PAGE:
Monday, January 5, 2009

Coalition of Watershed Towns v. EPA

Dec 29: In the U.S. Court of Appeals, Second Circuit, Case Nos. 07-2449 & 07-3912. Petitioners are a confederation of towns in the Catskill and Delaware watershed region of New York, that are seeking review of two actions regarding the implementation of the Safe Drinking Water Act of 1974 (SDWA) by U.S. EPA. The Appeals Court says, "For the reasons explained in this opinion, we may not address the merits of the petition because petitioners lack standing to sue under Article III of the Constitution. Specifically, petitioners have not shown that their proposed injuries are likely to be redressed by a favorable court decision. The petition is denied."

The towns petition for review of two “final actions” by the EPA: (1) an April 25, 2007 letter from the EPA highlighting the State’s non-compliance with certain EPA regulations regarding administrative penalties and temporarily postponing the previously scheduled transfer to the State of primary enforcement responsibility (primacy) over the Catskill and Delaware watersheds until the State complies with the relevant regulations; and (2) a July 30, 2007 Filtration Avoidance Determination (FAD), which required the City to spend additional monies on land acquisition in the Catskill and Delaware watershed regions.

As a threshold matter, the EPA argues that, under the “case-or-controversy” requirement of Article III of the Constitution, the Towns lack standing to bring this petition because they have not suffered any “injury-in-fact,” i.e., an invasion of a legally protected interest that is “concrete and particularized . . . and [ ] actual or imminent, not conjectural or hypothetical”.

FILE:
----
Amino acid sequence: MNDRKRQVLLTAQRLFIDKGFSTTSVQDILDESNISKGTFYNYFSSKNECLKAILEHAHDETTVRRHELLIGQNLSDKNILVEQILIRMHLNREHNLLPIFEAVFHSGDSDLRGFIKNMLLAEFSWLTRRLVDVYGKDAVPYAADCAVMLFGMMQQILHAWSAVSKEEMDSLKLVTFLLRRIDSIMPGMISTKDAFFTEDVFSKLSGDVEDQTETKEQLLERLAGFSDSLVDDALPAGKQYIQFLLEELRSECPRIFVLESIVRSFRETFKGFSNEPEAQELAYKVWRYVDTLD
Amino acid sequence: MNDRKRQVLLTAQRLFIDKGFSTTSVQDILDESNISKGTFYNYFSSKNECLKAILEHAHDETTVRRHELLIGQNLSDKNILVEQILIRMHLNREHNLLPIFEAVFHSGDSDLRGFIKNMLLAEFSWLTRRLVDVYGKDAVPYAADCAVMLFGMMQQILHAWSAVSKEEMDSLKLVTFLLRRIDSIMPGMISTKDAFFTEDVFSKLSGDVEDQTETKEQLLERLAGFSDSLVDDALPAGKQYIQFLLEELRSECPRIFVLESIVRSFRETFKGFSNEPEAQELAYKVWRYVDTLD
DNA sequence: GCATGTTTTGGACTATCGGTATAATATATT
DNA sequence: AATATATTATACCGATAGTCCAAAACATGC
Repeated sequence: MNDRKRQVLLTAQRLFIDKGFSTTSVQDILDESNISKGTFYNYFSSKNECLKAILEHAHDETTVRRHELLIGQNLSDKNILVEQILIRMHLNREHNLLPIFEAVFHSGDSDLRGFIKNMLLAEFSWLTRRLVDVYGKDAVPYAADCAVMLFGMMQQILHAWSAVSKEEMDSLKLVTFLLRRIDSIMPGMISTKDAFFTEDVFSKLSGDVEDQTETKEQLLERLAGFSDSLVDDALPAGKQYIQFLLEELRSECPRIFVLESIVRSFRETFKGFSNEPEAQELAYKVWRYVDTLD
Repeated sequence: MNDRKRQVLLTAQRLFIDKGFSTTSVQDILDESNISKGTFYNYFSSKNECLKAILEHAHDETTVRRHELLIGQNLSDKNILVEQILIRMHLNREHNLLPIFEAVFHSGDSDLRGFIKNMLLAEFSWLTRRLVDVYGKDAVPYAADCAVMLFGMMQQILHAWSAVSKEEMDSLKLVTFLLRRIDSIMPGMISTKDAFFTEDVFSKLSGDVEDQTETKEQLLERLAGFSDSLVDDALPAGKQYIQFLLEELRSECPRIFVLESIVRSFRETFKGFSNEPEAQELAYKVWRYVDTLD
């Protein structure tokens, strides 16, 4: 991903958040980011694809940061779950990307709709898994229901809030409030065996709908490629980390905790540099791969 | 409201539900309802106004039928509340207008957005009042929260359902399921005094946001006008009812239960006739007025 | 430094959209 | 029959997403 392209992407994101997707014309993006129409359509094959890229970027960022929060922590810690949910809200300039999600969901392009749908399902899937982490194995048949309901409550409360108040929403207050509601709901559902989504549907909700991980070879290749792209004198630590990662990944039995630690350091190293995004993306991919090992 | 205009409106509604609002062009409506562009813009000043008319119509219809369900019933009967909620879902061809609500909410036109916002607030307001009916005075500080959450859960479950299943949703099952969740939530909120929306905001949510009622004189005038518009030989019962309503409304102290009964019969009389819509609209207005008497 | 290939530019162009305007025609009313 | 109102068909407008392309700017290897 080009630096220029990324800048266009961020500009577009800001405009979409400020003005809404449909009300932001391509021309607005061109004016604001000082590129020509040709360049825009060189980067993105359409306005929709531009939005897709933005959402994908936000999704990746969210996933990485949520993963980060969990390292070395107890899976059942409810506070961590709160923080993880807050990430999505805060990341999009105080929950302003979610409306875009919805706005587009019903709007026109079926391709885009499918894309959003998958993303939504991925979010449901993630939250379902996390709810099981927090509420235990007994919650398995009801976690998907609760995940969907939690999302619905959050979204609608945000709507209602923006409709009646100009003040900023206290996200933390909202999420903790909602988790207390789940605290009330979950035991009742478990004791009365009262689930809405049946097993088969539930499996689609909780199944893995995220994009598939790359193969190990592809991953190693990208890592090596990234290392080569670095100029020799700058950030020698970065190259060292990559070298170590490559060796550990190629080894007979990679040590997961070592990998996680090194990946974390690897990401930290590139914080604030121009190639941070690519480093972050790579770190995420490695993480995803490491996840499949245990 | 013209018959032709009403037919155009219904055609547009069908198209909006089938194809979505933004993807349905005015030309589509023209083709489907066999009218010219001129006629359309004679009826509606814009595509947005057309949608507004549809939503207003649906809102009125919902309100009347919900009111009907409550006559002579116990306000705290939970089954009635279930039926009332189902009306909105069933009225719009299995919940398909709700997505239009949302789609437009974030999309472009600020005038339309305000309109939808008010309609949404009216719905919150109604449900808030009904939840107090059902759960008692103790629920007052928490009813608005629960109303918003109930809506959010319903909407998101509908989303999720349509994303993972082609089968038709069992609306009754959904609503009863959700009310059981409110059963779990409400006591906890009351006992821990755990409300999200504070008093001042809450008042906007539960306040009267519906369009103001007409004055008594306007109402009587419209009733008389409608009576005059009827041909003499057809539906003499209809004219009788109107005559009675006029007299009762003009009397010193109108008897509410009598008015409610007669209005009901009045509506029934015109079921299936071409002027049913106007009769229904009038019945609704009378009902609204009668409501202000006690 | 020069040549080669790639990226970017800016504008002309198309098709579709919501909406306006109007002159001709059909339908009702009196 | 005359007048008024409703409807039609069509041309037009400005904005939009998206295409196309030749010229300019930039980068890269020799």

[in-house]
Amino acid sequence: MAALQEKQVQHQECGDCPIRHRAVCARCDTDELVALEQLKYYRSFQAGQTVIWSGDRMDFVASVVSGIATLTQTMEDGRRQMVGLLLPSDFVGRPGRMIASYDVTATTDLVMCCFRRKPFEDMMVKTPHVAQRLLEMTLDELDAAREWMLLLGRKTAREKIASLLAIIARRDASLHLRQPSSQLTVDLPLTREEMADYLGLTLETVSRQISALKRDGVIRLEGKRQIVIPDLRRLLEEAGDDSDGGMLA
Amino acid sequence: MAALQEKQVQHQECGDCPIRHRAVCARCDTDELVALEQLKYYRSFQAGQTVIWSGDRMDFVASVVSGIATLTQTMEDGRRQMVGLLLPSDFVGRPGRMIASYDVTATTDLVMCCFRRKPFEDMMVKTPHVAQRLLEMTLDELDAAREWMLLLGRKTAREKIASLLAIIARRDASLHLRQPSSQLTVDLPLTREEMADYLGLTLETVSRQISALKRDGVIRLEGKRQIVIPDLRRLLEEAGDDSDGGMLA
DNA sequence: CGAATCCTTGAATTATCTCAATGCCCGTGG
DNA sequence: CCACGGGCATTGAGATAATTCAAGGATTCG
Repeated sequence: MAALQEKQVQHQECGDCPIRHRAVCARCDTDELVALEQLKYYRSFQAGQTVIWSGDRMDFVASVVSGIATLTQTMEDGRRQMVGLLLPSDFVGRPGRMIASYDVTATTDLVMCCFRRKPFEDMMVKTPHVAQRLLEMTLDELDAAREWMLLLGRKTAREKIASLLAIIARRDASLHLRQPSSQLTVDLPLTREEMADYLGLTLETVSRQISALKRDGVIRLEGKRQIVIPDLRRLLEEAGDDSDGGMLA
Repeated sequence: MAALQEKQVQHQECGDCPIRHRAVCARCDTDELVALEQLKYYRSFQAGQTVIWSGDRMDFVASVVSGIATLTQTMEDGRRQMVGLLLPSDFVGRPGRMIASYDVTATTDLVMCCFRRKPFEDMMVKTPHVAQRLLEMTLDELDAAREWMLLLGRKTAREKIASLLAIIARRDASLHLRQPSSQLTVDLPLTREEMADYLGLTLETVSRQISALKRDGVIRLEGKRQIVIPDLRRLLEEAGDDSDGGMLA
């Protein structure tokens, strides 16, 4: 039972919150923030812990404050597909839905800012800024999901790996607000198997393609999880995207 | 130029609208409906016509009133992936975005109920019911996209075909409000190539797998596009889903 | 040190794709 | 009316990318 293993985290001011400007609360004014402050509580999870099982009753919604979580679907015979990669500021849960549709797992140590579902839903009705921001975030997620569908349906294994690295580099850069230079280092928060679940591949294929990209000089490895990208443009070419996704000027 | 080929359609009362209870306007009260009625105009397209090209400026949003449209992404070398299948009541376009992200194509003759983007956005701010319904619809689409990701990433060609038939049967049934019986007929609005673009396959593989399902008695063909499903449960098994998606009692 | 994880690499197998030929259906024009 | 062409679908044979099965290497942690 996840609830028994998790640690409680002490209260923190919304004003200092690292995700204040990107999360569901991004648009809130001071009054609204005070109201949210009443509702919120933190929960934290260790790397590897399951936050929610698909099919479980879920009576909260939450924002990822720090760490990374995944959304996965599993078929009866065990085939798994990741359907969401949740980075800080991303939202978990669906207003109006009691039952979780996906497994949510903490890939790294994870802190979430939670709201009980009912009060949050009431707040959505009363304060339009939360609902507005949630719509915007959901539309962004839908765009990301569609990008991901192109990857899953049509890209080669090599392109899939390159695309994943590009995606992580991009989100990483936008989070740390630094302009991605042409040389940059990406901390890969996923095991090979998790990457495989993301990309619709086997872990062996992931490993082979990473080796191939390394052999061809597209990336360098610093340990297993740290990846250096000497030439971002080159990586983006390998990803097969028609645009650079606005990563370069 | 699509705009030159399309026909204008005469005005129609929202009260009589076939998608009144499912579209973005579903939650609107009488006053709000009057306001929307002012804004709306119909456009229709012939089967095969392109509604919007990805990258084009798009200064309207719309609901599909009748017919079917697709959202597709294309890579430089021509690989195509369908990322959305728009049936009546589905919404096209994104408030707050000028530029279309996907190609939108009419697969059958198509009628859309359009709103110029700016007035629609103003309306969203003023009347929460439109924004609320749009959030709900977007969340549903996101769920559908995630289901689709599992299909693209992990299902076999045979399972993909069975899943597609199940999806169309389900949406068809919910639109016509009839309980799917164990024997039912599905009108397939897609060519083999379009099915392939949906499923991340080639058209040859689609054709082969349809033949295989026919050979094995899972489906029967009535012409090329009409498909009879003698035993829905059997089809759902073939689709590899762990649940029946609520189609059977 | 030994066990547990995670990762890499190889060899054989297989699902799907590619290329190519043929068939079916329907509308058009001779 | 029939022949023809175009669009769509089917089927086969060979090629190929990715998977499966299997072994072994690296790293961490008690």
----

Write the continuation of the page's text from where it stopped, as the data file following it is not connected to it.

The Appeals Court ruled, "Despite any injury the Coalition may allege, any relief this Court could provide is speculative. Even if we were to hold that the EPA was required by the MOA [Memorandum of Agreement] to transfer primacy to the State in May 2007, as opposed to September 2007, when they actually transferred primacy, there is no basis for us to conclude that petitioners would more likely than not be in any different position than they are now. While the State might have been required by state regulations and laws to perform a cost-benefit review of the substance of the July 2007 FAD [Filtration Avoidance Determination], petitioners do not point to any evidence suggesting that the State’s analysis would have substantially differed from the EPA’s, or would remedy any injury alleged by petitioners. Indeed, the State’s intervention in this case on the side of the EPA and in support of the June 2007 FAD leads us to conclude that the State would have promulgated substantially the same determination."

Access the complete opinion (
click here).

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